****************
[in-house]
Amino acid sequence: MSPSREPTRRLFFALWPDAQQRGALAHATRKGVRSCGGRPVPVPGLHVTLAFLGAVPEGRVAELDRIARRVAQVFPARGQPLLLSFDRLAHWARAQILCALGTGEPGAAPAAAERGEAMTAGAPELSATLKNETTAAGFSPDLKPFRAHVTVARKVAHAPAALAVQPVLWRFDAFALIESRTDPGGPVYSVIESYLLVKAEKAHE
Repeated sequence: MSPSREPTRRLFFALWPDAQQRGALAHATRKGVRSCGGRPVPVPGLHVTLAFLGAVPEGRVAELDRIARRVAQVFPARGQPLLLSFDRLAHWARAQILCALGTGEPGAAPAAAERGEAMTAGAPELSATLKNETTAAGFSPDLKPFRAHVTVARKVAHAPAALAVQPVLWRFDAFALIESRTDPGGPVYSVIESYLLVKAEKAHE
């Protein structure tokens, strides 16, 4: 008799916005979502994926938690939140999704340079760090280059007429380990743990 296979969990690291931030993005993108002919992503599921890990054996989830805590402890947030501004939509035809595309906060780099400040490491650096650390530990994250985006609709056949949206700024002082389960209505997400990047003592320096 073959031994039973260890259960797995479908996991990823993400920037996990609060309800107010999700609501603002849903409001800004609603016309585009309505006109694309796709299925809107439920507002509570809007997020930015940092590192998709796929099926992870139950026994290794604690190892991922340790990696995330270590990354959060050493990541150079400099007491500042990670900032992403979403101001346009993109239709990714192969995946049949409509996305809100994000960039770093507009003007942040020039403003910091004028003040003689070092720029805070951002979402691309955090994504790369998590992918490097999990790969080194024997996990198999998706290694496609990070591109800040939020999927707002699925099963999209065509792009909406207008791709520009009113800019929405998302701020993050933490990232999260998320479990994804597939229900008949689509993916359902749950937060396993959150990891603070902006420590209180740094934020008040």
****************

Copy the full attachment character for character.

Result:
[in-house]
Amino acid sequence: MSPSREPTRRLFFALWPDAQQRGALAHATRKGVRSCGGRPVPVPGLHVTLAFLGAVPEGRVAELDRIARRVAQVFPARGQPLLLSFDRLAHWARAQILCALGTGEPGAAPAAAERGEAMTAGAPELSATLKNETTAAGFSPDLKPFRAHVTVARKVAHAPAALAVQPVLWRFDAFALIESRTDPGGPVYSVIESYLLVKAEKAHE
Repeated sequence: MSPSREPTRRLFFALWPDAQQRGALAHATRKGVRSCGGRPVPVPGLHVTLAFLGAVPEGRVAELDRIARRVAQVFPARGQPLLLSFDRLAHWARAQILCALGTGEPGAAPAAAERGEAMTAGAPELSATLKNETTAAGFSPDLKPFRAHVTVARKVAHAPAALAVQPVLWRFDAFALIESRTDPGGPVYSVIESYLLVKAEKAHE
């Protein structure tokens, strides 16, 4: 008799916005979502994926938690939140999704340079760090280059007429380990743990 296979969990690291931030993005993108002919992503599921890990054996989830805590402890947030501004939509035809595309906060780099400040490491650096650390530990994250985006609709056949949206700024002082389960209505997400990047003592320096 073959031994039973260890259960797995479908996991990823993400920037996990609060309800107010999700609501603002849903409001800004609603016309585009309505006109694309796709299925809107439920507002509570809007997020930015940092590192998709796929099926992870139950026994290794604690190892991922340790990696995330270590990354959060050493990541150079400099007491500042990670900032992403979403101001346009993109239709990714192969995946049949409509996305809100994000960039770093507009003007942040020039403003910091004028003040003689070092720029805070951002979402691309955090994504790369998590992918490097999990790969080194024997996990198999998706290694496609990070591109800040939020999927707002699925099963999209065509792009909406207008791709520009009113800019929405998302701020993050933490990232999260998320479990994804597939229900008949689509993916359902749950937060396993959150990891603070902006420590209180740094934020008040």